Ground was broken at the site of the northern lights research station in Reykjadalur, Northeast Iceland, last week, according to a press release from the Ministry of Foreign Affairs.
As reported, research at the center will be carried out in conjunction with Icelandic research and academic institutions with the government-run Polar Research Institute of China PRIC sponsoring the project’s operations through an Icelandic non-profit organization.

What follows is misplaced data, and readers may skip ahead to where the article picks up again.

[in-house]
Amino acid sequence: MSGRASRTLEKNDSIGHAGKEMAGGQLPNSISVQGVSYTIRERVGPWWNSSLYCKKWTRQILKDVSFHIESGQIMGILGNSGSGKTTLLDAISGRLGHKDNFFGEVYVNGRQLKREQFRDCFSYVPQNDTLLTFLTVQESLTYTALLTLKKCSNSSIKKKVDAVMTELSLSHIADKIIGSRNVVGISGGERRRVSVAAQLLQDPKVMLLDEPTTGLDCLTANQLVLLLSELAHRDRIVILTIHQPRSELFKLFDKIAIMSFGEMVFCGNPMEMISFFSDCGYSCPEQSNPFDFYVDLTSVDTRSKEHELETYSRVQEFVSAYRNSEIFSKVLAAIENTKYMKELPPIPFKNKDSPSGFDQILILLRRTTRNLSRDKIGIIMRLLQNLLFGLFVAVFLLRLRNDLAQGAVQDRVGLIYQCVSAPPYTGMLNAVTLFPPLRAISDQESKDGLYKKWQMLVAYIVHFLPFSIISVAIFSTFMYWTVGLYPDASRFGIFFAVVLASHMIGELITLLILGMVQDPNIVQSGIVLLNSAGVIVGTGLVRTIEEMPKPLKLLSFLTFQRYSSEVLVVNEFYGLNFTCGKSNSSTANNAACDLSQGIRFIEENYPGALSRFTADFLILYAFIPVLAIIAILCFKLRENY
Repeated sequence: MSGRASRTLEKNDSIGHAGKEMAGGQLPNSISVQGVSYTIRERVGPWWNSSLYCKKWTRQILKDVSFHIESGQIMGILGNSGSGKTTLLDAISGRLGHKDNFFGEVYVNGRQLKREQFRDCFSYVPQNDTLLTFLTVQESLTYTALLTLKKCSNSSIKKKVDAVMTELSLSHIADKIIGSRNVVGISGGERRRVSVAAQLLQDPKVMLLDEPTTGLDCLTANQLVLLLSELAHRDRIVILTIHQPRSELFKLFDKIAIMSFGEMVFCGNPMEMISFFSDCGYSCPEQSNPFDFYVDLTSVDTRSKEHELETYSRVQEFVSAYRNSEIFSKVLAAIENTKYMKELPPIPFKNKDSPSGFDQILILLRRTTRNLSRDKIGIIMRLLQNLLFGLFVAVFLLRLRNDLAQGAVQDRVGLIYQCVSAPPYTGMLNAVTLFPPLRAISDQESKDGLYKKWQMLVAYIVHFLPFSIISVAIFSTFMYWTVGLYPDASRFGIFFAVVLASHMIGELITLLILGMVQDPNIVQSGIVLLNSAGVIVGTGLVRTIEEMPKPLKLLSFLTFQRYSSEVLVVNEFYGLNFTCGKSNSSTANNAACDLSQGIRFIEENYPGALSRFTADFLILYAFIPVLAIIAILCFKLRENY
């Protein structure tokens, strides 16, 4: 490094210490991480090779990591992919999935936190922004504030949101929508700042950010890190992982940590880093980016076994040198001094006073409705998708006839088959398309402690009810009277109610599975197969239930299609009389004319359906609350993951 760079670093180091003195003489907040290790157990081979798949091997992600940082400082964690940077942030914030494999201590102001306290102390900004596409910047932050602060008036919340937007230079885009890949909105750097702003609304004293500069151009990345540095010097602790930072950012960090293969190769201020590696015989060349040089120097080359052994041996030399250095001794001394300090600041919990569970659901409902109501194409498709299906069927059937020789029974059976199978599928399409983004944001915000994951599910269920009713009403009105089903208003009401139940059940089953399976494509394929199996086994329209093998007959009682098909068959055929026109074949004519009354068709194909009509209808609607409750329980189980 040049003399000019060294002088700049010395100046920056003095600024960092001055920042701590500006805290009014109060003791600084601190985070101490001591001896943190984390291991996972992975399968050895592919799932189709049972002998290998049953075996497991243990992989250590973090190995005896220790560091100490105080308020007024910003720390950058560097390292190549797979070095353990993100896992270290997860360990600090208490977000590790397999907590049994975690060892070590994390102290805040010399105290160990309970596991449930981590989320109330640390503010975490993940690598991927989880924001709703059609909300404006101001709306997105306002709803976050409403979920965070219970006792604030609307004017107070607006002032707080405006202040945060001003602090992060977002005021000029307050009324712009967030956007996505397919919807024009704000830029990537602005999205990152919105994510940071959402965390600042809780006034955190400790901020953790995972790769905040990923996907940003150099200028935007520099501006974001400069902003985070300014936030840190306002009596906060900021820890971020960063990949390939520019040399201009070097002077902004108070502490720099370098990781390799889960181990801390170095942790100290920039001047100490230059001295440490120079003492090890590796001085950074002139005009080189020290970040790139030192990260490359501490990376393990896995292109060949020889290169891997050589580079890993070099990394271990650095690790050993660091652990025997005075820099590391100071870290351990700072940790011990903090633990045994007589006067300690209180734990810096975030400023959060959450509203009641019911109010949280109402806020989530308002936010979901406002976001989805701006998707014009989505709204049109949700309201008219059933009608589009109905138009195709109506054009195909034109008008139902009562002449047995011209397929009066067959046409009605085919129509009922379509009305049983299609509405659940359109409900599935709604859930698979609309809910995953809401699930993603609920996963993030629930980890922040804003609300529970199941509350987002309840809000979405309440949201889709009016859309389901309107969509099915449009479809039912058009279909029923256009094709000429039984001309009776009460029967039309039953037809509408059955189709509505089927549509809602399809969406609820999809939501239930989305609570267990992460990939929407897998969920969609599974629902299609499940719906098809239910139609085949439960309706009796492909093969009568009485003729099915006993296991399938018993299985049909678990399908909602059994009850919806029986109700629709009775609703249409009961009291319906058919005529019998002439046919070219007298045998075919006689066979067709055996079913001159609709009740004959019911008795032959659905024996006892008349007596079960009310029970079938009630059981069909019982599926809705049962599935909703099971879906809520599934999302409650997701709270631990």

In March, it was reported that the Chinese government paid ISK 300 million (USD 2.6 million, EUR 1.9 million) to extend the station. The 600-square-meter building, which will open in 2016, will include a visitor’s center.
The station will feature a specially-equipped camera that takes photographs of the northern lights and geomagnetism measurements. According to the scientists, the northern lights indicate the interplay with the solar winds and the earth’s magnetic field, meaning that the research findings can be used to predict space weather.
As Icelandic law forbids the purchase or lease of land by foreigners from outside the EEA, the Employment Development Society of Eyjafjörður and Þingeyjar and the Arctic Portal, based in Akureyri, North Iceland, purchased the land for the project.